The much maligned Carlos Boozer came through for the second game in a row. After notching 31 points against Orlando, he helped the Bulls out muscle the Heat with 27 points and 12 rebounds.
Bulls going old school
The Bulls were #1 in the league in offensive rebounding last year, but have fallen to eighth this season. Their defensive rebounding rate has also been down. For one game, the Bulls dominated the glass like they have the past two seasons, and when Chicago can pull down 19 offensive rebounds while giving up a mere four, they're going to be nearly impossible to beat.
You don't need to score so efficiently when you can generate an extra 15 shots more than your opponent by dominating the glass, and the Bulls proved that out shooting a lower percentage from the field and getting to the free throw line less frequently than the Heat as well.
They even survived numerous horrific mental mistakes/dicey officiating which gave the Heat extra attempts from the line, Noah's flagrant foul, Kirk's breakaway foul, Noah fouling Bosh on a turnaround with under a second on the shot clock etc...
Bulls responding to Heat runs
In one stretch in the third quarter the Bulls and Heat both went on offensive binges where they scored nearly every possession, but the Bull included a couple of back to back threes in their stretch and hit an additional shot to build the lead.
The Heat offense then sputtered, and the Bulls went on to win the third period 26-18 giving them a nine point lead entering the fourth.
The Heat cut it down early on Joakim Noah's dicey flagrant (he tried to stop LeBron from driving, grabbed him from around the shoulder and LeBron went down but Noah appeared to try to hold him up and he didn't go down hard at all),
However, even with plenty of help from the refs, the Heat couldn't put together a run to get on top, stop the Bulls from getting second chance points, and couldn't score the ball frequently enough.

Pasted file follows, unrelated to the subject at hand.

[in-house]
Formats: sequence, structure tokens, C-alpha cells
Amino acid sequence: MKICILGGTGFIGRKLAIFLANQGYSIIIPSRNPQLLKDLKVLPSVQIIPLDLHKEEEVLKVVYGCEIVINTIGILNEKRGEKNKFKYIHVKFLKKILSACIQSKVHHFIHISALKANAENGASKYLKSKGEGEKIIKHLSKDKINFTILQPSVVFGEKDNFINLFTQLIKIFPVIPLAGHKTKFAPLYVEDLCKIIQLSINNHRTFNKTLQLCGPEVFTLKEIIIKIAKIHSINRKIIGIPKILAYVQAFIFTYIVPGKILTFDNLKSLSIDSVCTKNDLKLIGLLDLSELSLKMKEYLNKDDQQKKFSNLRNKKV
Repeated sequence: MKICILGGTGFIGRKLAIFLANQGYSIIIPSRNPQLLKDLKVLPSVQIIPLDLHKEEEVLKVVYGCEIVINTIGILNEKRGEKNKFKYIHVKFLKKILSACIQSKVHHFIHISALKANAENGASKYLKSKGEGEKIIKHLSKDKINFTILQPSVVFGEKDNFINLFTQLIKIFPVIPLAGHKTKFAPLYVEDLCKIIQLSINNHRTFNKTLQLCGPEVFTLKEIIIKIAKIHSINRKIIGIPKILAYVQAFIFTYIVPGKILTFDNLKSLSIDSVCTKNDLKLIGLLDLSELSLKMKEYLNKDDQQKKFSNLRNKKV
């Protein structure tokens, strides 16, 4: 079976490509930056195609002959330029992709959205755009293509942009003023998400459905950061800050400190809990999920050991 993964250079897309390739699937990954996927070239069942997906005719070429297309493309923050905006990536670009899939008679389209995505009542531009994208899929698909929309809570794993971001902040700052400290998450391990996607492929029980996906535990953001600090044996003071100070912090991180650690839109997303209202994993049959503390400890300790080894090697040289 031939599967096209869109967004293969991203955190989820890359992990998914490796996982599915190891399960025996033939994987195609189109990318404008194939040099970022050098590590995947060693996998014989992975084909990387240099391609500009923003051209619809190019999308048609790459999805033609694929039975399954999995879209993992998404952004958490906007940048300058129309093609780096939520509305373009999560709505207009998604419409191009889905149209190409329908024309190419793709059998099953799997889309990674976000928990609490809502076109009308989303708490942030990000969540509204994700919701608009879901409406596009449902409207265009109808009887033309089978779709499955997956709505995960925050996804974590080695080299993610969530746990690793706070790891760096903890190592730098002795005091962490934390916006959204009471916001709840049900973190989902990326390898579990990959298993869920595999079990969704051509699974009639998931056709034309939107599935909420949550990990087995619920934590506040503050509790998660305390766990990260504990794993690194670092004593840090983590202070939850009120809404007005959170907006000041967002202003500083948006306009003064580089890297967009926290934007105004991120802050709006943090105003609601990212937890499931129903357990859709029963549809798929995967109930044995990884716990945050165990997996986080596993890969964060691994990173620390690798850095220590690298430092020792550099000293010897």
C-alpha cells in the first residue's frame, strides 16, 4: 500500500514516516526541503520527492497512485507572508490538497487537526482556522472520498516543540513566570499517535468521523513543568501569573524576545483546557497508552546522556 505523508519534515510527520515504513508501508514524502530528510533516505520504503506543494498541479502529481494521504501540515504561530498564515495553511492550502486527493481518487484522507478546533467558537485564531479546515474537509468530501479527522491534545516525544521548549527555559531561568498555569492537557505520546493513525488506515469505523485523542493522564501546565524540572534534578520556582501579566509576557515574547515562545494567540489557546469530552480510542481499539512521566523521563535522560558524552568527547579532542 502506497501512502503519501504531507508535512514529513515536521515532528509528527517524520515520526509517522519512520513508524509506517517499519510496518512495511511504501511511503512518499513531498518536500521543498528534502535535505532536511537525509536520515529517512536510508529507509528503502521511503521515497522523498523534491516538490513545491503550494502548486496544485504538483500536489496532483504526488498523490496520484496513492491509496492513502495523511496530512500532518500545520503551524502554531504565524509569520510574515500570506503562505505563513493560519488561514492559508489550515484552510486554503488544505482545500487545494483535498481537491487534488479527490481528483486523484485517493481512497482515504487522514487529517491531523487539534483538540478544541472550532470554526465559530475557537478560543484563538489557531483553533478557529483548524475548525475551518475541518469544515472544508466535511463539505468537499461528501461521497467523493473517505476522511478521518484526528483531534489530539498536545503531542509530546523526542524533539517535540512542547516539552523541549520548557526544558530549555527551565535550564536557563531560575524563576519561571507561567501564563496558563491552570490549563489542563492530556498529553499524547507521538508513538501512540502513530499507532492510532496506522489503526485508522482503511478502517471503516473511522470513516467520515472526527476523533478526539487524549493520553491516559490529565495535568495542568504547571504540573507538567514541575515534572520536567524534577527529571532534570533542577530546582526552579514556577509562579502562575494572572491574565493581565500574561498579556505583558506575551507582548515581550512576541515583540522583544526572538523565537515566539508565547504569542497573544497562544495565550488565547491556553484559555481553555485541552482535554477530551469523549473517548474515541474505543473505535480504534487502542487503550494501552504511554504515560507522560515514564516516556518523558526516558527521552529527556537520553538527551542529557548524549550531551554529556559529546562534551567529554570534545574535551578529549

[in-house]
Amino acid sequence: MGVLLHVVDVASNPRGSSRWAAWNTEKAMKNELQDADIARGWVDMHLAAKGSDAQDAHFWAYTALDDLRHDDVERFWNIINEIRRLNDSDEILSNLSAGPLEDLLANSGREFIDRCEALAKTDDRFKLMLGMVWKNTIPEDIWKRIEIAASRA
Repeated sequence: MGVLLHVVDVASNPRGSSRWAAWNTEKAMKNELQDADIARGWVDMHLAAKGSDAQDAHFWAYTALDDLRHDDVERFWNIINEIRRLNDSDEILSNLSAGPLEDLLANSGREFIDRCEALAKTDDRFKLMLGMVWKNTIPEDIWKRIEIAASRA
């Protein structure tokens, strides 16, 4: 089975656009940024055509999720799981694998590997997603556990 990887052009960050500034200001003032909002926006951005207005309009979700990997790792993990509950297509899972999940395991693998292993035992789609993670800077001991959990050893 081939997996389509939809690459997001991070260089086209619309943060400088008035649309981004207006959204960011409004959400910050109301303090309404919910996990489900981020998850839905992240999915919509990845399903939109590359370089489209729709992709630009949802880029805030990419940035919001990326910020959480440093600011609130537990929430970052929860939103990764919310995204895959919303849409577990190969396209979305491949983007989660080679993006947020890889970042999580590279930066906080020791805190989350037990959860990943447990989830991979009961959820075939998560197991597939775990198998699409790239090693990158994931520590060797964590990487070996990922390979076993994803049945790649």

Beyond rebounding, the Heat were done in by poor three point shooting of their own. Shane Battier in particularly missed a multitude of wide open three pointers in the second half, and LeBron also struggled from beyond the arc. All in all, the Heat shot just 5-20 from beyond the arc, but they had the shot they wanted frequently.
If Battier knocks down three of five of his wide open threes, the outcome might have been different even with the Bulls dominating the glass. However, their role players let them down, and the Bulls did enough to win.
Are the Heat not so good or not so serious?
Beyond the fact that the Heat probably shoot a bit better from beyond the arc the next time the Bulls play, the game opens up the question: Are the Heat not so good or not so interested?
Prior to this game, they tempted fate in two overtime wins that they easily could have lost. Are the Heat not as talented as I think or are they just trying to stroll through the regular season? I tend to think it's more of the second and that this team will find its focus in the playoffs when it needs it.
Chicago's 6-2 against the Heat in the regular season since the big three came together including two wins without Derrick Rose and a third were Derrick effectively didn't play [he was just returning from injury and was benched for the fourth and played horribly in the game].
Quite frankly, that 6-2 means little relative to the 1-4 while matched up in the playoffs. Miami's stars have played enough regular season games to know that regular season means little. LeBron's captured the regular season crown twice without doing much in the playoffs just like Derrick Rose has now done.
That said, there's nothing so fun as beating the Miami Heat. Maybe Miami isn't playing as hard or serious as they could, but the Bulls just went into their house and smacked them in the face without their superstar.
If I were a Heat fan, I wouldn't care much about the regular season either, but it'd be hard not to be disgusted at times [of course, rooting for LeBron would feel dirty at all times, so maybe an immunity is built up].